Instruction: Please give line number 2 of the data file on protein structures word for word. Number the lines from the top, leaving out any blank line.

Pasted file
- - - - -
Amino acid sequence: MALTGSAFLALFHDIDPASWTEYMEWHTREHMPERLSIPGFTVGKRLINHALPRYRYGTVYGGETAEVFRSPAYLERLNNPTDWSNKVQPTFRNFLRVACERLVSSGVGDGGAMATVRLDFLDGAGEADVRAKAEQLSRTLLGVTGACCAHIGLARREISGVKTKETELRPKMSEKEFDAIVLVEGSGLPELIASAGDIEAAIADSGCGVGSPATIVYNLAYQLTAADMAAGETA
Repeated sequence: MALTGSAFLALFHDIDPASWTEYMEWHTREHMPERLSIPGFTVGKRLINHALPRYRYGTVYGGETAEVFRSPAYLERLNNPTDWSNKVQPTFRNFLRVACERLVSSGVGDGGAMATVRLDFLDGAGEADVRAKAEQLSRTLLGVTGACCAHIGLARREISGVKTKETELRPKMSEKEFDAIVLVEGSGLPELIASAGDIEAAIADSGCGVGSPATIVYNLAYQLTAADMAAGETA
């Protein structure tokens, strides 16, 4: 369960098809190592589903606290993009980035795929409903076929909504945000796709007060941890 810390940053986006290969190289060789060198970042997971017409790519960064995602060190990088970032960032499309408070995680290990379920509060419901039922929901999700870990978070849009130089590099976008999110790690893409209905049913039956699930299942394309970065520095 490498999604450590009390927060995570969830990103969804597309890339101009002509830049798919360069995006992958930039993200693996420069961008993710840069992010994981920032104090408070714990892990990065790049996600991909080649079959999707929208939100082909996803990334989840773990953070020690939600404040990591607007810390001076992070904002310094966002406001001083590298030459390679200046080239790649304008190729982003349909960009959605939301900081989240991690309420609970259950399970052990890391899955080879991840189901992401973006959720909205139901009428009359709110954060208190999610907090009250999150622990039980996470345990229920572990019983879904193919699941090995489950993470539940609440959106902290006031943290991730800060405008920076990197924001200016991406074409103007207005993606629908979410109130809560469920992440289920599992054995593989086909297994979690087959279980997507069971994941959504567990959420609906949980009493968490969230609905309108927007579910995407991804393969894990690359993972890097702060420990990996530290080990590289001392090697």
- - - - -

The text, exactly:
Repeated sequence: MALTGSAFLALFHDIDPASWTEYMEWHTREHMPERLSIPGFTVGKRLINHALPRYRYGTVYGGETAEVFRSPAYLERLNNPTDWSNKVQPTFRNFLRVACERLVSSGVGDGGAMATVRLDFLDGAGEADVRAKAEQLSRTLLGVTGACCAHIGLARREISGVKTKETELRPKMSEKEFDAIVLVEGSGLPELIASAGDIEAAIADSGCGVGSPATIVYNLAYQLTAADMAAGETA